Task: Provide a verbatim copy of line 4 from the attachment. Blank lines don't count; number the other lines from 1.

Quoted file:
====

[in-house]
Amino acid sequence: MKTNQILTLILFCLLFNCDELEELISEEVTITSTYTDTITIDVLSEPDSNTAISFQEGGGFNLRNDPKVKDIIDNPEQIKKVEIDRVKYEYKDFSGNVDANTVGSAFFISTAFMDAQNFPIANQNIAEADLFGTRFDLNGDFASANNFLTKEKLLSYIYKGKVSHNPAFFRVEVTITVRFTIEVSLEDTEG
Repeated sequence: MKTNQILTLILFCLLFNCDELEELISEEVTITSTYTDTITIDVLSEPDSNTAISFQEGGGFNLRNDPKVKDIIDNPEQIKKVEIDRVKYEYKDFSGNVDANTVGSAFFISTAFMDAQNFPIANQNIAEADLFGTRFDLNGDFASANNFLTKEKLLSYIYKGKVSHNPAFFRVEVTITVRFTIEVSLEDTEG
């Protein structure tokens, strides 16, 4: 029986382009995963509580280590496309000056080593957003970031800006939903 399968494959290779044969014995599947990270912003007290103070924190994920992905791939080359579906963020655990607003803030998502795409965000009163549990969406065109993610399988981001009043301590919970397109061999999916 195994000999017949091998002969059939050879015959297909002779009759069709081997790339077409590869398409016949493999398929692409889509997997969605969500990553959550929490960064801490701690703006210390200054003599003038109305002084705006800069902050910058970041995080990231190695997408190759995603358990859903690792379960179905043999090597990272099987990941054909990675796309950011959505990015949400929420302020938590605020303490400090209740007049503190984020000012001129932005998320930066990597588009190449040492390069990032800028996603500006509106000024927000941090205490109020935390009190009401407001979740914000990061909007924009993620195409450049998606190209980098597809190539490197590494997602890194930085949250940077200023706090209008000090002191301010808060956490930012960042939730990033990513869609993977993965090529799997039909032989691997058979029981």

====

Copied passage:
């Protein structure tokens, strides 16, 4: 029986382009995963509580280590496309000056080593957003970031800006939903 399968494959290779044969014995599947990270912003007290103070924190994920992905791939080359579906963020655990607003803030998502795409965000009163549990969406065109993610399988981001009043301590919970397109061999999916 195994000999017949091998002969059939050879015959297909002779009759069709081997790339077409590869398409016949493999398929692409889509997997969605969500990553959550929490960064801490701690703006210390200054003599003038109305002084705006800069902050910058970041995080990231190695997408190759995603358990859903690792379960179905043999090597990272099987990941054909990675796309950011959505990015949400929420302020938590605020303490400090209740007049503190984020000012001129932005998320930066990597588009190449040492390069990032800028996603500006509106000024927000941090205490109020935390009190009401407001979740914000990061909007924009993620195409450049998606190209980098597809190539490197590494997602890194930085949250940077200023706090209008000090002191301010808060956490930012960042939730990033990513869609993977993965090529799997039909032989691997058979029981």